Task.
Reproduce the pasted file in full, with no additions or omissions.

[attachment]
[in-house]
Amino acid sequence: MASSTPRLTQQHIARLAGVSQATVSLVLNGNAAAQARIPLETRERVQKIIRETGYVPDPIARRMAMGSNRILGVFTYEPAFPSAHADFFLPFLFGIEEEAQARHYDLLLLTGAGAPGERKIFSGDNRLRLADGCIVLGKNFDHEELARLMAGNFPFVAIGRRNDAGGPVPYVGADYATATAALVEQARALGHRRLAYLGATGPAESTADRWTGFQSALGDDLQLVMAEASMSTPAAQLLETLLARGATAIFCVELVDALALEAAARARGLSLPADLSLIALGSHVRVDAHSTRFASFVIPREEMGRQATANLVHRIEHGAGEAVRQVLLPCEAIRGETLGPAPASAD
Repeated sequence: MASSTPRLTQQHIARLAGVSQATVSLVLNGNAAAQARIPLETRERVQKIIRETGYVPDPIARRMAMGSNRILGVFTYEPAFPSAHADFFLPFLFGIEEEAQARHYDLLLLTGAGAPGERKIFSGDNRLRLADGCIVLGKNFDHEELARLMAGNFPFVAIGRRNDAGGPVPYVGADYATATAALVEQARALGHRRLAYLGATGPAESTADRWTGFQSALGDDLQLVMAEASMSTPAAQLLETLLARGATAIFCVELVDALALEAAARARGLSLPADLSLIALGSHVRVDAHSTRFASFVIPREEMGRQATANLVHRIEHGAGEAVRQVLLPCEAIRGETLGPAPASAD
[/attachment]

[in-house]
Amino acid sequence: MASSTPRLTQQHIARLAGVSQATVSLVLNGNAAAQARIPLETRERVQKIIRETGYVPDPIARRMAMGSNRILGVFTYEPAFPSAHADFFLPFLFGIEEEAQARHYDLLLLTGAGAPGERKIFSGDNRLRLADGCIVLGKNFDHEELARLMAGNFPFVAIGRRNDAGGPVPYVGADYATATAALVEQARALGHRRLAYLGATGPAESTADRWTGFQSALGDDLQLVMAEASMSTPAAQLLETLLARGATAIFCVELVDALALEAAARARGLSLPADLSLIALGSHVRVDAHSTRFASFVIPREEMGRQATANLVHRIEHGAGEAVRQVLLPCEAIRGETLGPAPASAD
Repeated sequence: MASSTPRLTQQHIARLAGVSQATVSLVLNGNAAAQARIPLETRERVQKIIRETGYVPDPIARRMAMGSNRILGVFTYEPAFPSAHADFFLPFLFGIEEEAQARHYDLLLLTGAGAPGERKIFSGDNRLRLADGCIVLGKNFDHEELARLMAGNFPFVAIGRRNDAGGPVPYVGADYATATAALVEQARALGHRRLAYLGATGPAESTADRWTGFQSALGDDLQLVMAEASMSTPAAQLLETLLARGATAIFCVELVDALALEAAARARGLSLPADLSLIALGSHVRVDAHSTRFASFVIPREEMGRQATANLVHRIEHGAGEAVRQVLLPCEAIRGETLGPAPASAD